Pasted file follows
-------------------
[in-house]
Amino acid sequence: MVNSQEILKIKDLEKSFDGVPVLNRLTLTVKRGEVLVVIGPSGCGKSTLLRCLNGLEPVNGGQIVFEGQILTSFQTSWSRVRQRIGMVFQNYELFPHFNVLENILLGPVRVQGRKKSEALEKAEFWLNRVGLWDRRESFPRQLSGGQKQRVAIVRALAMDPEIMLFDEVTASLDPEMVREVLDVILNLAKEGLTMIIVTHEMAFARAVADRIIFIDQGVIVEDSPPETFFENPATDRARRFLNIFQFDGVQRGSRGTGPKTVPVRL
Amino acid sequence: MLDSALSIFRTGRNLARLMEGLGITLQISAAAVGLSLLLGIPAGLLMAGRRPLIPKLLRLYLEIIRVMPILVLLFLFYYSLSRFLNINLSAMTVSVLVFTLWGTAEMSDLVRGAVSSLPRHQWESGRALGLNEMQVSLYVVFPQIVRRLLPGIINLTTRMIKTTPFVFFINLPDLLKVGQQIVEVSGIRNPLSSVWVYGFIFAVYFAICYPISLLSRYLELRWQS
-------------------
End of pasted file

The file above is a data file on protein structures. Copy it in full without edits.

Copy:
[in-house]
Amino acid sequence: MVNSQEILKIKDLEKSFDGVPVLNRLTLTVKRGEVLVVIGPSGCGKSTLLRCLNGLEPVNGGQIVFEGQILTSFQTSWSRVRQRIGMVFQNYELFPHFNVLENILLGPVRVQGRKKSEALEKAEFWLNRVGLWDRRESFPRQLSGGQKQRVAIVRALAMDPEIMLFDEVTASLDPEMVREVLDVILNLAKEGLTMIIVTHEMAFARAVADRIIFIDQGVIVEDSPPETFFENPATDRARRFLNIFQFDGVQRGSRGTGPKTVPVRL
Amino acid sequence: MLDSALSIFRTGRNLARLMEGLGITLQISAAAVGLSLLLGIPAGLLMAGRRPLIPKLLRLYLEIIRVMPILVLLFLFYYSLSRFLNINLSAMTVSVLVFTLWGTAEMSDLVRGAVSSLPRHQWESGRALGLNEMQVSLYVVFPQIVRRLLPGIINLTTRMIKTTPFVFFINLPDLLKVGQQIVEVSGIRNPLSSVWVYGFIFAVYFAICYPISLLSRYLELRWQS